Airports, Airlines, Aviation

Talking Irish Aviation and Airports with Trevor Buckley

For today’s blog, tripchi caught up with Trevor Buckley, Founder at Irish Aviation Research Institute.

trevorbuckley_1403130173_92Trevor has been an aviation “avgeek” for over twenty five years and launched Irish Aviation Research Institute Blog in July 2011. The blog has been nominated for the Blog Awards Ireland 2012 & 2013 and shortlisted in 2013. He also is a researcher for Flying In Ireland magazine. You can follow him on Twitter at @IrishAero, where he posts on a wide range of Irish aviation and transport topics. If you are thinking about traveling to Ireland and want some tips on Irish airports, he is the man to talk too.

We at tripchi are all about airports, we have to ask, what is your favorite airport in Ireland and why?

My favorite airport in Ireland has to be Cork Airport. The approach path on Runway 35 takes you along the coast and over the Head of Kinsale and its world famous golf course and spectacular views of countryside. The two-level terminal is very compact and staffs are very friendly, you get great views of the mountains of North Cork/Kerry from the boarding area. I hope one day Ryanair will re-instate the Dublin-Cork service as I was a frequent flyer on the route!

Cork Airport
Cork Airport

What frustrates you the most about airports these days?

My biggest frustration with airports these days is the lack of dedicated aircraft viewing facilities. In the past aircraft viewing facilities was part of the airport experience. In Ireland, Ireland West Airport and Shannon Airport have excellent aircraft viewing facilities, other airports should follow suit and follow example of Frankfurt Main and Manchester. Frankfurt Main viewing facilities is a major tourist attraction in its own right.

What is your favorite airline and aircraft to fly on?

I like to fly as many airlines as possible, so it’s impossible to name one! High on my list to experience in future are Emirates Airlines, Etihad Airways and Norwegian. I previous worked in an aircraft maintenance repair organization (MRO) for over twelve years and had exposure to many different aircraft types. I have to say the Boeing 737-800 is my favorite type on short-haul flying have flown many times with Ryanair all around Europe!. On long-haul flying the Boeing 777 is my favorite type the take-off power and rate of climb is amazing!

Ryanair Fleet of Trusty 737-800’s

What is one attribute that aviation enthusiasts have that you wished the average commercial passenger had?

One attribute I wish the average commercial passenger had is to know aircraft types!

Since you focus on Irish aviation, how is Ireland setting itself apart from the rest of Europe in terms of aviation?

Ireland is punching above its weight on the global aviation stage and is home to two successful airlines Aer Lingus and Ryanair. The Irish regulatory authorities are considered to be among the best in the world.

Leading global airline brands are run by the Irish: IAG CEO Willie Walsh, Qantas Airways CEO Alan Joyce, Co-Founder of Air Asia and Chairman Dublin Aerospace Conor McCarthy.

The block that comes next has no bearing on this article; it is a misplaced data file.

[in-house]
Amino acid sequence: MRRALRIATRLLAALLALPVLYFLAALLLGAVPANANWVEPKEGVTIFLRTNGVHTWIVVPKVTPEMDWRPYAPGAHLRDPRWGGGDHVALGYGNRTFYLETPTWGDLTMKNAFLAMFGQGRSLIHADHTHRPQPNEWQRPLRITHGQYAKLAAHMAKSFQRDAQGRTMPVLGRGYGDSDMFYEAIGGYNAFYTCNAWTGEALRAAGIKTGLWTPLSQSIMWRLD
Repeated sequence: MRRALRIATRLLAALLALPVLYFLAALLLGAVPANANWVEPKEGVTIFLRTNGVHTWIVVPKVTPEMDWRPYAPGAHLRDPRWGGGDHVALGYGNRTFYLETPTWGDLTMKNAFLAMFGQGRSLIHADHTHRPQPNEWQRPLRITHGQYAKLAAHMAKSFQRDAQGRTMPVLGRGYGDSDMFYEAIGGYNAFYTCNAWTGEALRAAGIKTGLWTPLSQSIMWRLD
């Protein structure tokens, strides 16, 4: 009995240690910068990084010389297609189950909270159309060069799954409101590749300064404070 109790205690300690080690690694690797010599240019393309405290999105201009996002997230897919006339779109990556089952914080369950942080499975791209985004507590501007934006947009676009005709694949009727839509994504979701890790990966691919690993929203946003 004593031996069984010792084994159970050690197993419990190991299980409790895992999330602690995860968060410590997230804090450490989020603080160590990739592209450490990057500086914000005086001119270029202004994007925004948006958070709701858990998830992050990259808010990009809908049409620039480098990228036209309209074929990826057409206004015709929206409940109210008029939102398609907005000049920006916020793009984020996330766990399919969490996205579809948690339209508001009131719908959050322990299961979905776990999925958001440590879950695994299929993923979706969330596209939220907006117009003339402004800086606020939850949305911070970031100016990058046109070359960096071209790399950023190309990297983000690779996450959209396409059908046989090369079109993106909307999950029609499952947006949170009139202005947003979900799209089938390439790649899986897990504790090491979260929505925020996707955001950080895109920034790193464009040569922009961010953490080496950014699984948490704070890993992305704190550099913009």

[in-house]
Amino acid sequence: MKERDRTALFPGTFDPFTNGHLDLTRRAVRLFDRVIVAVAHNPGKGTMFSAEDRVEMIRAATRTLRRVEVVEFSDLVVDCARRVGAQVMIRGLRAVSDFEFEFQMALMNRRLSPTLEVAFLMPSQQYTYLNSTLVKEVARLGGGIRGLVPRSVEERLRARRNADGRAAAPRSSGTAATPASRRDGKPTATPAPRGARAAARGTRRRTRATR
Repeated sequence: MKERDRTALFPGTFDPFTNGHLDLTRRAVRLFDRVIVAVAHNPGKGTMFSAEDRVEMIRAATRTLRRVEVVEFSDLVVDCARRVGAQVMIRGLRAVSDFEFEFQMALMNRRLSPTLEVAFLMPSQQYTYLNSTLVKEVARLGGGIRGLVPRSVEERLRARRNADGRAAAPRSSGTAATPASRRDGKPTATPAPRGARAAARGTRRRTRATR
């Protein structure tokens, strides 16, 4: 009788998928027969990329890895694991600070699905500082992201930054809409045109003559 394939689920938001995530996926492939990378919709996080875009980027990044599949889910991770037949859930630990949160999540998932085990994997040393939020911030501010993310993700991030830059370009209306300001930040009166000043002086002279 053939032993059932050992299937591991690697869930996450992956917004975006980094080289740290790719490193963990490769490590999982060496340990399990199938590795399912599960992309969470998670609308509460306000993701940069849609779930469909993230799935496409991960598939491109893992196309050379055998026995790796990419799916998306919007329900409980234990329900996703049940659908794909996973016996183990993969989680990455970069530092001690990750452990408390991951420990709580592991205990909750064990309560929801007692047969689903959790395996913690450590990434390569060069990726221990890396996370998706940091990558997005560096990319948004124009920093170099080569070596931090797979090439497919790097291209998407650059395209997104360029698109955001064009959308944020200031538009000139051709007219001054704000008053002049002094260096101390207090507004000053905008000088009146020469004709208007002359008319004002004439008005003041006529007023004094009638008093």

Irelandia Aviation is the world’s premier low cost carrier (LCC) developer, founded by Declan Ryan, pioneered the LCC model in Europe at Ryanair, and is now replicating the model around the world at Allegiant Air, Tiger Airways, VivAerobus, VivaColumbia.

Todays aviation sector which is worth €4.1 billion annually to Irish economy, supporting 26,000 direct jobs and 16,000 in the supply chain.

The late Dr Tony Ryan set up an airline leasing company, Guinness Peat Aviation (GPA), which had its headquarters in Shannon and quickly became the largest such enterprise in the world. Today, half of the world’s commercial aircraft are managed from Ireland, with over thirty aircraft leasing companies and nine out of the ten top aircraft leasing companies are based in Ireland.


There are 700 direct jobs and 1,400 indirect jobs in aviation leasing and the more than 3,000 commercial aircraft managed from Dublin have a value of more than €80 billion, this sector continues to grow.

On the 1st April 2014 the Irish government followed the Netherlands by abolishing it’s €3 air travel tax on 1st April 2014 creating the conditions for airlines to launch 26 new routes in Ireland this summer and increased frequencies on existing routes, creating growth and jobs.

In 2013 Ireland’s Finance Bill created conditions for the growth and expansion in Aviation Maintenance and Repair (MRO) sector. Dublin Aerospace and Eirtech Aviation, have new business models, delivering flexible and productivity-driven work practices,that deliver strong organic growth.

Ireland is developing a new national aviation policy which will set out a framework for the next 20 years, it’s currently at consultation stage, prior to being finalized and adopted as policy later this year.

The new national aviation policy has a number of key goals including development of new air routes to emerging and new markets, ensuring high level of competition in Irish market, development of air cargo business, maintaining Ireland’s leading position global position in aircraft leasing and aviation financial services, developing Dublin Airport as a secondary hub.